Thursday, March 31, 2011

What's New at the Farm? Spring slow to arrive

I'd like to show a picture that has drastically changed from last week but I can't. Nothing's really changed since last week. The cold temps have slowed the melting of the snow so not much hasn't changed around the farm. I did drive down to the compost area yesterday and found out where the turkeys have been all winter. They've been hanging around the compost piles, picking squash parts and seed out of the raw materials pile. What a great way to spend the winter!

Little signs of spring are around this week: Woodchucks, a few are out; sap is still running strong; lots of ducks in the patches of open water; and lots and lots of frost heaves. Our ducks are laying eggs and everyone in the henhouse is broody. It's time to think about spring chicks and ordering seed for the garden. Yes, I know I said no garden again this year, but I've just got to have a few things. New potatoes for one and summer squash for another I can't wait to get them both on the grill. Add some sweet onions, green beans and our usual planting of Brussels sprouts and you have our garden in a nutshell.

Of course we must add space for the gladiolas, storage onions, a few cucumbers, beets and fall carrots. Hmmm, it's getting bigger. That's OK. I'll just plant enough for the two of us and what we need to put in the freezer and call it good. Right. I'll put some extra summer squash and zucchini in for the hens, radishes in for me and peppers and tomatoes for Peggy. That's it. And maybe a few more blueberries.

An April Fool's Day snow storm is looming as I write this. Yippee. We haven't had much precipitation lately so it's not totally unexpected. Unwanted perhaps but not unexpected. I've seen a few people out raking their lawns -- something I actually enjoy doing. It's kind of a spring ritual.

Some years back we planted a hedge of Rosa rugosa roses here at the farm, and I liked them so much we planted them at home too. Our house is right on the road and the hedge blocks some of the noise, and keeps the critters from getting into the road too often. The rose bushes took a beating this year with all the snow being plowed on top of them so I think I'll trim them back and give them a shot of compost this year. They seem to thrive on the abuse the snow plow gives them and they don't mind the road salt so they do well in this application. They do tend to spread; so what we don't dig up and transplant somewhere else we simply mow with the lawn mower.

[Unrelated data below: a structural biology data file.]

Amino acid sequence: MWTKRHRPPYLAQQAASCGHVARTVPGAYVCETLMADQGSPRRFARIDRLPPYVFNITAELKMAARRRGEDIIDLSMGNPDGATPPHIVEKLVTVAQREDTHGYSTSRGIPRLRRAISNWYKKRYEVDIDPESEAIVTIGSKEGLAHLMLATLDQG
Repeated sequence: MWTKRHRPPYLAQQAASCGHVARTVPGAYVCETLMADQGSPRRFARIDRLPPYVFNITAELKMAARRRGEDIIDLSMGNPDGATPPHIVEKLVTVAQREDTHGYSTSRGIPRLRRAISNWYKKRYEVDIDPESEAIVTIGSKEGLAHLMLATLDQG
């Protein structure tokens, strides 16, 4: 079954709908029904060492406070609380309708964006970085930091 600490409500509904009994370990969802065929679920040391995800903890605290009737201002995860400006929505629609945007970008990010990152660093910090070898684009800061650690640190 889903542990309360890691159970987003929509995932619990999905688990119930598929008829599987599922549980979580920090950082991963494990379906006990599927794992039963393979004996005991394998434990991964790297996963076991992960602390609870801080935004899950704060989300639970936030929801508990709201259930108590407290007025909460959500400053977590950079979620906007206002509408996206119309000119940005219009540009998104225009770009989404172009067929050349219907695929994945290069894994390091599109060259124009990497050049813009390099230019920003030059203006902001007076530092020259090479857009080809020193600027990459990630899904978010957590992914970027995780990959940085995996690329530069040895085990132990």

Planting in the greenhouse continues with micromixes and more tomatoes this week and peppers next week. Lots of peppers -- peppers for breeding, trials, seed production and growouts.

What's a grow out? A grow out is a quality check of seed we had produced off the farm. We "grow out" a certain number of plants and make certain these plants are what they should be before we sell them. A grow out usually consists of at least 150 plants so we get a good feel for how the crop looks and performs.

We have lots of crops this year so it looks like all our field will be full this year. Next year we'll add another field for our crops so that will help ease the land crunch. Adding 16 acres will allow us to plant some cover crops and do some rock picking and other projects I'd really like to see getting done. That's hard to do when every field is planted.

Until next week, Brian.

P.S. From last week, Peg corrected me that's not Pearl, that's Wilma.


Jerry said...

Hiya. I finally got my order in. Though I don't check the blog very often, I'm glad you're doing it.

I've been a seed customer for many years, off and on, more so over the past several years. I like your products, and I like doing business with you in my small-potatoes way.

I often shop at a local farm that, I think, is a decent customer of your - Verrill Farm in Concord, MA.

Anyway, keep 'em growing.

Many thanks, Jerry

Joshua Smith said...
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